Posted on: May 28, 2021, 12:09h.
Last updated on: May 28, 2021, 04:57h.
Las Vegas Sands Corp. (LVS) spent between $10 milli0n and $20 million in recent months to promote gambling legislation in Texas. The company “has absolutely nothing to show for its money,” says Rice University political scientist Mark P. Jones.
The money paid for at least 51 lobbyists and a large pro-gambling ad campaign. But bills that would have allowed a statewide vote on whether to permit resort casinos recently died in legislative committees. The current session closes on Monday.
Republican politicians who pose casino gambling and kept gambling bills from getting out of committees have not notified their opposition, Jones, a fellow at the Baker Institute, told Casino.org.
“And a substantial majority of the Texas public still professes soft support for casino gambling, while an intense minority still opposes casino gambling,” Jones added.
Las Vegas Sands may contend that they have somehow ‘set the stage’ for the next biennial legislative session in 2023. But the reality is that by then, the 2021 LVS campaign will be nothing but a distant memory,” Jones predicted.
“The only ones who benefited from the Las Vegas Sands’ ill-fated attempt to convert the Lone Star State into a casino gambling state are the lobbyists and consultants whose bank accounts were enriched by wire transfers from Las Vegas to Texas.”
Texas Gaming Aways Away
Looking ahead, Jones says someday Texas will allow casino gambling. “But that day is not in 2021, nor likely in 2023 or 2025,” Jones added.
When asked about the bills’ demise, Clyde W. Barrow, chair of the Department of Political Science at the University of Texas Rio, Grande Valley said it “does not come as a surprise.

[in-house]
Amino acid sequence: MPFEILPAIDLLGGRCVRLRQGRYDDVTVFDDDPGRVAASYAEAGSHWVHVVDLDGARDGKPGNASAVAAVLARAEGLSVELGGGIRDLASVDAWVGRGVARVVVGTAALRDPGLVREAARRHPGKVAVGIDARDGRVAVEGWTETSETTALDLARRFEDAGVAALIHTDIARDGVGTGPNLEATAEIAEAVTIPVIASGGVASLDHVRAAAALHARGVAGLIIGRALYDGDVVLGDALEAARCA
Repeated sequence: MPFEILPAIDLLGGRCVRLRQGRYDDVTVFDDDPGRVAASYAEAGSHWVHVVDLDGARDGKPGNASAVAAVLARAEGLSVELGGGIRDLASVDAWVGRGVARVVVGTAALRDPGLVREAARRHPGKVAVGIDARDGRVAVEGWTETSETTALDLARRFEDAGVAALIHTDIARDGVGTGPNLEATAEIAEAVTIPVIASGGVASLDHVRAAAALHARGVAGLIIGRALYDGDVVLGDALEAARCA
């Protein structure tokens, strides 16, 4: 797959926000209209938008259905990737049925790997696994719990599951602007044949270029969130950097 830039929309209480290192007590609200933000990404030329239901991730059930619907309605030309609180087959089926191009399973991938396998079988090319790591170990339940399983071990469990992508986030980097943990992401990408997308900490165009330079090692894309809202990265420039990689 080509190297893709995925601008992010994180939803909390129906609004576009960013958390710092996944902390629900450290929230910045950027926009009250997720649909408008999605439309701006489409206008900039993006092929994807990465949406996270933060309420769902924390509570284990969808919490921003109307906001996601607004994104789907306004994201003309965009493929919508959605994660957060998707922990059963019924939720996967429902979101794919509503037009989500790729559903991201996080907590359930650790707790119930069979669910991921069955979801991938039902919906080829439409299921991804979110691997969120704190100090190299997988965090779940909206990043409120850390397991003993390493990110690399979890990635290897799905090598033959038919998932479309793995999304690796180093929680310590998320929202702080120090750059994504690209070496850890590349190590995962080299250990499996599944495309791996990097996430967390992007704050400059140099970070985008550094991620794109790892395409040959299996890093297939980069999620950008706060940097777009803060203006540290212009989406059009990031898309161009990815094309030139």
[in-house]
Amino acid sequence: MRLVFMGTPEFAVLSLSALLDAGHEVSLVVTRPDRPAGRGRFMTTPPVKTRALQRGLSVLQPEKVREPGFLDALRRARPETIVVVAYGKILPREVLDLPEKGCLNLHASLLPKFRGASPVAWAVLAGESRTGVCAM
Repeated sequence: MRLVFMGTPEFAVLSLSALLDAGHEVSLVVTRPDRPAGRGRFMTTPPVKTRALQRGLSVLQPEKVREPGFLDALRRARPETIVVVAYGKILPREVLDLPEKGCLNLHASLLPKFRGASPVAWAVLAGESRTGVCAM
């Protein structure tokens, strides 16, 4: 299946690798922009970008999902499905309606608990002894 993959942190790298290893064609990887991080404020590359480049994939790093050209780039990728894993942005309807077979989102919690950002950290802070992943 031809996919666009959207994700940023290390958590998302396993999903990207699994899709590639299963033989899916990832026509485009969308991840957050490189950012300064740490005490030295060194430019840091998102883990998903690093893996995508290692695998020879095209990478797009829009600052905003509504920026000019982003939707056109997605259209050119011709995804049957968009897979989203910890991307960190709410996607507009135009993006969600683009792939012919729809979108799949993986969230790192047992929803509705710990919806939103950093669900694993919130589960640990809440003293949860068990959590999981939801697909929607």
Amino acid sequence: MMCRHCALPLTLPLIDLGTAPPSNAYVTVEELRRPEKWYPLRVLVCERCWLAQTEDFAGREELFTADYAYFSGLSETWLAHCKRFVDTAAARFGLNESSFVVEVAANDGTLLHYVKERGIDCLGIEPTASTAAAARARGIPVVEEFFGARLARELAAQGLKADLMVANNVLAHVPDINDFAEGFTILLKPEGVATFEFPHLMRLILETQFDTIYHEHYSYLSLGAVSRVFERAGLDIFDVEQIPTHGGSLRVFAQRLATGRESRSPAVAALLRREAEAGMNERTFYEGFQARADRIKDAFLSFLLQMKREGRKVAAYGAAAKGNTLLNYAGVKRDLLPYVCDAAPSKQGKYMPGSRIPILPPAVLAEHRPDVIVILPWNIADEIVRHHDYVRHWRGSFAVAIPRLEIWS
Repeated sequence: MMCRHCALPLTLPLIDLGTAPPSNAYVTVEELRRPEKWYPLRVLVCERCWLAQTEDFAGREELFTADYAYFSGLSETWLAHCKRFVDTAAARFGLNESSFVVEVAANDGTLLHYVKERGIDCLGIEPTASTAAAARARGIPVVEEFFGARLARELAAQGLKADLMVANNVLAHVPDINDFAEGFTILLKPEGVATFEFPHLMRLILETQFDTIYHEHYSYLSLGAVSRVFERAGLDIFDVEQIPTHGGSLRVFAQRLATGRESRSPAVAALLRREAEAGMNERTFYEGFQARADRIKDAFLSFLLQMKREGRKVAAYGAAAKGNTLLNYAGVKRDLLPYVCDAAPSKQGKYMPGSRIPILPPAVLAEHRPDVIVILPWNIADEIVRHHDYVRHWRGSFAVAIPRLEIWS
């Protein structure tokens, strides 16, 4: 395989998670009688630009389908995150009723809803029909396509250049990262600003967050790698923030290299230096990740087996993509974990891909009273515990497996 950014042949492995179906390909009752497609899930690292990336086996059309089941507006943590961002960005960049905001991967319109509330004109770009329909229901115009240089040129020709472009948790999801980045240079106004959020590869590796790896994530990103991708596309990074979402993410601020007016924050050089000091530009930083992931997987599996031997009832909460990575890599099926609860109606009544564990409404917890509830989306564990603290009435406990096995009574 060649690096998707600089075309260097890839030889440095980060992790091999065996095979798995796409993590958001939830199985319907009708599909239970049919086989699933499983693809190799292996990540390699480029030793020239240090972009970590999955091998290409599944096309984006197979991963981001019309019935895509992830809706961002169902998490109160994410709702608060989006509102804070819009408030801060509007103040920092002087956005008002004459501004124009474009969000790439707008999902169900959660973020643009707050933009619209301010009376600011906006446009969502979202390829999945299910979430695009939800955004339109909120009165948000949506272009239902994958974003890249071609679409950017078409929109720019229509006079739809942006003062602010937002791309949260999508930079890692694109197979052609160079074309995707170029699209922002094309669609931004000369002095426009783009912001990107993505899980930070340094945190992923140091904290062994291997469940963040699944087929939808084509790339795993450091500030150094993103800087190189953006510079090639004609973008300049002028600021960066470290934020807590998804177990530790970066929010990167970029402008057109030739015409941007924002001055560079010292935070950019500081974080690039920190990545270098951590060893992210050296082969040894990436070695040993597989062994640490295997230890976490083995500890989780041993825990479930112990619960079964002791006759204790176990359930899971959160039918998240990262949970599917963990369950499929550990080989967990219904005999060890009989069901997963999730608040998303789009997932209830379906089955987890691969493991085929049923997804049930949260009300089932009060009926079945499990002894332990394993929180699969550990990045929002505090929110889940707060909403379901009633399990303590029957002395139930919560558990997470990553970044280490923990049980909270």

There are a large number of political obstacles to expanding gambling in Texas. And expanded gambling campaigns in most states tend to be multi-year campaigns — often lasting 10 to 15 years,” Barrow told Casino.org.
He adds that the presence of LVS in the recent effort led to “The first serious consideration of the issue in Texas.”
Texas Expanded Gambling Proposals Will Return
“There is no doubt that expanded gambling will be back for the next regular legislative session. But it will start with a stronger base of support next time,” Barrow predicts.
“Expanded gaming, including casinos and sports betting, has picked up steam in Texas as a result of the LVS lobbying initiative.”
So, he does not view the LVS effort as a waste of money. “The risk was proportionate to the potential reward, which is enormous,” Barrow said.
LVS Focuses on Long Haul
Earlier this week, Andy Abboud, LVS’s vice president of government relations, was quoted by the Las Vegas Review-Journal that, “We have said from the beginning that we’re committed to Texas for the long haul.
“We have made great strides this session and have enjoyed meeting with lawmakers about our vision for destination resorts and answering all the questions they have.”
When asked about Abboud’s comments, University of Houston political scientist Brandon Rottinghaus said they make “perfect sense. Lobbying Texas is more like playing poker than blackjack — you have to think long-term rather than short term.”
Rottinghaus agreed it “can take multiple sessions in the Texas legislature to pass a major financial initiative, so it isn’t surprising that efforts to expand gaming will take more than one session.”
“Big initiatives take big money and several years to come to fruition,” Rottinghaus told Casino.org. “Setting the stage now through lobbying is the only way to get the issue in front of the members to possibly have it pass later.”